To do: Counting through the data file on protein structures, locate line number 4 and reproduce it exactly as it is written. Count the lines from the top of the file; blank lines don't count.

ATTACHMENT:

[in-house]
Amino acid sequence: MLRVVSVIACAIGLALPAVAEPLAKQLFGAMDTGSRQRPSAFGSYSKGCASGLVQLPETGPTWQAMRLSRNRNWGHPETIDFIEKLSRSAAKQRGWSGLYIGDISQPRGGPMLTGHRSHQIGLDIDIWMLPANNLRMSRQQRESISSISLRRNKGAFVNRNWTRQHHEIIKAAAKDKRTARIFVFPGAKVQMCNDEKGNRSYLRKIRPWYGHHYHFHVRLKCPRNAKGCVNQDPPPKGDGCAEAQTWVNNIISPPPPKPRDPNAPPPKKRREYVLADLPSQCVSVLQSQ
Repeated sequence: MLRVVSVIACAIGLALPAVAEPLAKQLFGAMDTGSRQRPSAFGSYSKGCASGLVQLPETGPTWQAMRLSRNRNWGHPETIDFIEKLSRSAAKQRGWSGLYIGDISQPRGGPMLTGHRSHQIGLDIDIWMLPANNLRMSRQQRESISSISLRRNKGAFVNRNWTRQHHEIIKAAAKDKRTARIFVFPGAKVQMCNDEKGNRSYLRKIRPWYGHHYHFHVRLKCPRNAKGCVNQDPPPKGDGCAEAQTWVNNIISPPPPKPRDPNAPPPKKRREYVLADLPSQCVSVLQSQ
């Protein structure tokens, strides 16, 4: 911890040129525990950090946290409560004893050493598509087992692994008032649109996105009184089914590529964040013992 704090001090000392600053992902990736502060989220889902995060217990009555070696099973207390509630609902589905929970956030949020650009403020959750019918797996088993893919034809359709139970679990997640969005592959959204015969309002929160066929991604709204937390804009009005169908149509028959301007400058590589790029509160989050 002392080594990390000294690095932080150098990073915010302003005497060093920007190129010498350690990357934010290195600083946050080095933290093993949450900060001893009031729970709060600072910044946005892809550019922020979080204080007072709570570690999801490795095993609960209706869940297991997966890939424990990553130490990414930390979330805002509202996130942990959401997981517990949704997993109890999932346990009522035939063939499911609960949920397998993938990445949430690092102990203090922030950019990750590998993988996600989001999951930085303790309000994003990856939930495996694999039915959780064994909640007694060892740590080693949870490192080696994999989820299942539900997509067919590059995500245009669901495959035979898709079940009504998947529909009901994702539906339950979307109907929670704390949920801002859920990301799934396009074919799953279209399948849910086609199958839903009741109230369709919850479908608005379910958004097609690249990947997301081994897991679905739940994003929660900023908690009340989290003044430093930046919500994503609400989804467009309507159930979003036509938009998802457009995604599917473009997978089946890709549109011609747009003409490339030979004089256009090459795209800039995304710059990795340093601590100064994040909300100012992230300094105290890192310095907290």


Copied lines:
């Protein structure tokens, strides 16, 4: 911890040129525990950090946290409560004893050493598509087992692994008032649109996105009184089914590529964040013992 704090001090000392600053992902990736502060989220889902995060217990009555070696099973207390509630609902589905929970956030949020650009403020959750019918797996088993893919034809359709139970679990997640969005592959959204015969309002929160066929991604709204937390804009009005169908149509028959301007400058590589790029509160989050 002392080594990390000294690095932080150098990073915010302003005497060093920007190129010498350690990357934010290195600083946050080095933290093993949450900060001893009031729970709060600072910044946005892809550019922020979080204080007072709570570690999801490795095993609960209706869940297991997966890939424990990553130490990414930390979330805002509202996130942990959401997981517990949704997993109890999932346990009522035939063939499911609960949920397998993938990445949430690092102990203090922030950019990750590998993988996600989001999951930085303790309000994003990856939930495996694999039915959780064994909640007694060892740590080693949870490192080696994999989820299942539900997509067919590059995500245009669901495959035979898709079940009504998947529909009901994702539906339950979307109907929670704390949920801002859920990301799934396009074919799953279209399948849910086609199958839903009741109230369709919850479908608005379910958004097609690249990947997301081994897991679905739940994003929660900023908690009340989290003044430093930046919500994503609400989804467009309507159930979003036509938009998802457009995604599917473009997978089946890709549109011609747009003409490339030979004089256009090459795209800039995304710059990795340093601590100064994040909300100012992230300094105290890192310095907290």